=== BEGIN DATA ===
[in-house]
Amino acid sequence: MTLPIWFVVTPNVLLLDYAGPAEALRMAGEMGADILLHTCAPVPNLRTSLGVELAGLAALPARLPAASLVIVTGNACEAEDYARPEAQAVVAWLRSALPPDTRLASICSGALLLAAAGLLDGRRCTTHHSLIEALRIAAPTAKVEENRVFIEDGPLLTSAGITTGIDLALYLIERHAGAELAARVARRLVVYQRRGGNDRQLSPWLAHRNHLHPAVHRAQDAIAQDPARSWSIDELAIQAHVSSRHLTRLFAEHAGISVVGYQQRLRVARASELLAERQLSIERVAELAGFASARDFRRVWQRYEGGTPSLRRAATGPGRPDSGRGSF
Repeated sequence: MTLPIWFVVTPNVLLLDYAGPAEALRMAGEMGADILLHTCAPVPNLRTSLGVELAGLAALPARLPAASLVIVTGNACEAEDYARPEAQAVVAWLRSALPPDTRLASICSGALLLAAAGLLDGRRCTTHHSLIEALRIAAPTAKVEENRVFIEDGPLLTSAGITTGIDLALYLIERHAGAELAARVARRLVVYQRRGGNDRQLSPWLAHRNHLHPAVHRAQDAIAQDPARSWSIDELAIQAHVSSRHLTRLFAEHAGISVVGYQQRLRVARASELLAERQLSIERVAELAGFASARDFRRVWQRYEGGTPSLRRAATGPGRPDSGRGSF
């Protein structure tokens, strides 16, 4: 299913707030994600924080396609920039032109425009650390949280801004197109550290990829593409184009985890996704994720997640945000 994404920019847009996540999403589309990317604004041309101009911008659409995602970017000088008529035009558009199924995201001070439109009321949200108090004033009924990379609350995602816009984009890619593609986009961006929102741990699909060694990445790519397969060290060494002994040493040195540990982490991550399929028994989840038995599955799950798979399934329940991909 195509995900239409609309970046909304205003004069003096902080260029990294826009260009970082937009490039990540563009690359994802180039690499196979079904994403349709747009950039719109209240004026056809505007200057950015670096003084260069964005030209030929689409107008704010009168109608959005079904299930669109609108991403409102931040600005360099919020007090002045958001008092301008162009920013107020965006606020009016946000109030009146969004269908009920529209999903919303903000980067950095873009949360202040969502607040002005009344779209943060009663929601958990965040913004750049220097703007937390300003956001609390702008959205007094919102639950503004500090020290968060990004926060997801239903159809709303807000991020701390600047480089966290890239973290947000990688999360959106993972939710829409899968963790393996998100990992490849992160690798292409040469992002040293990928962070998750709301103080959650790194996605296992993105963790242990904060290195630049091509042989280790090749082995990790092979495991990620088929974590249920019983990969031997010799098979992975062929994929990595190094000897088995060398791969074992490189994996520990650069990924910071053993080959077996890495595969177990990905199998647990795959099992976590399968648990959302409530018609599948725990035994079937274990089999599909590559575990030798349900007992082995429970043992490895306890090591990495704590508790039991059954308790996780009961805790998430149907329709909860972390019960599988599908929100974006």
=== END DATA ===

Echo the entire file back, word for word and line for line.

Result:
[in-house]
Amino acid sequence: MTLPIWFVVTPNVLLLDYAGPAEALRMAGEMGADILLHTCAPVPNLRTSLGVELAGLAALPARLPAASLVIVTGNACEAEDYARPEAQAVVAWLRSALPPDTRLASICSGALLLAAAGLLDGRRCTTHHSLIEALRIAAPTAKVEENRVFIEDGPLLTSAGITTGIDLALYLIERHAGAELAARVARRLVVYQRRGGNDRQLSPWLAHRNHLHPAVHRAQDAIAQDPARSWSIDELAIQAHVSSRHLTRLFAEHAGISVVGYQQRLRVARASELLAERQLSIERVAELAGFASARDFRRVWQRYEGGTPSLRRAATGPGRPDSGRGSF
Repeated sequence: MTLPIWFVVTPNVLLLDYAGPAEALRMAGEMGADILLHTCAPVPNLRTSLGVELAGLAALPARLPAASLVIVTGNACEAEDYARPEAQAVVAWLRSALPPDTRLASICSGALLLAAAGLLDGRRCTTHHSLIEALRIAAPTAKVEENRVFIEDGPLLTSAGITTGIDLALYLIERHAGAELAARVARRLVVYQRRGGNDRQLSPWLAHRNHLHPAVHRAQDAIAQDPARSWSIDELAIQAHVSSRHLTRLFAEHAGISVVGYQQRLRVARASELLAERQLSIERVAELAGFASARDFRRVWQRYEGGTPSLRRAATGPGRPDSGRGSF
């Protein structure tokens, strides 16, 4: 299913707030994600924080396609920039032109425009650390949280801004197109550290990829593409184009985890996704994720997640945000 994404920019847009996540999403589309990317604004041309101009911008659409995602970017000088008529035009558009199924995201001070439109009321949200108090004033009924990379609350995602816009984009890619593609986009961006929102741990699909060694990445790519397969060290060494002994040493040195540990982490991550399929028994989840038995599955799950798979399934329940991909 195509995900239409609309970046909304205003004069003096902080260029990294826009260009970082937009490039990540563009690359994802180039690499196979079904994403349709747009950039719109209240004026056809505007200057950015670096003084260069964005030209030929689409107008704010009168109608959005079904299930669109609108991403409102931040600005360099919020007090002045958001008092301008162009920013107020965006606020009016946000109030009146969004269908009920529209999903919303903000980067950095873009949360202040969502607040002005009344779209943060009663929601958990965040913004750049220097703007937390300003956001609390702008959205007094919102639950503004500090020290968060990004926060997801239903159809709303807000991020701390600047480089966290890239973290947000990688999360959106993972939710829409899968963790393996998100990992490849992160690798292409040469992002040293990928962070998750709301103080959650790194996605296992993105963790242990904060290195630049091509042989280790090749082995990790092979495991990620088929974590249920019983990969031997010799098979992975062929994929990595190094000897088995060398791969074992490189994996520990650069990924910071053993080959077996890495595969177990990905199998647990795959099992976590399968648990959302409530018609599948725990035994079937274990089999599909590559575990030798349900007992082995429970043992490895306890090591990495704590508790039991059954308790996780009961805790998430149907329709909860972390019960599988599908929100974006």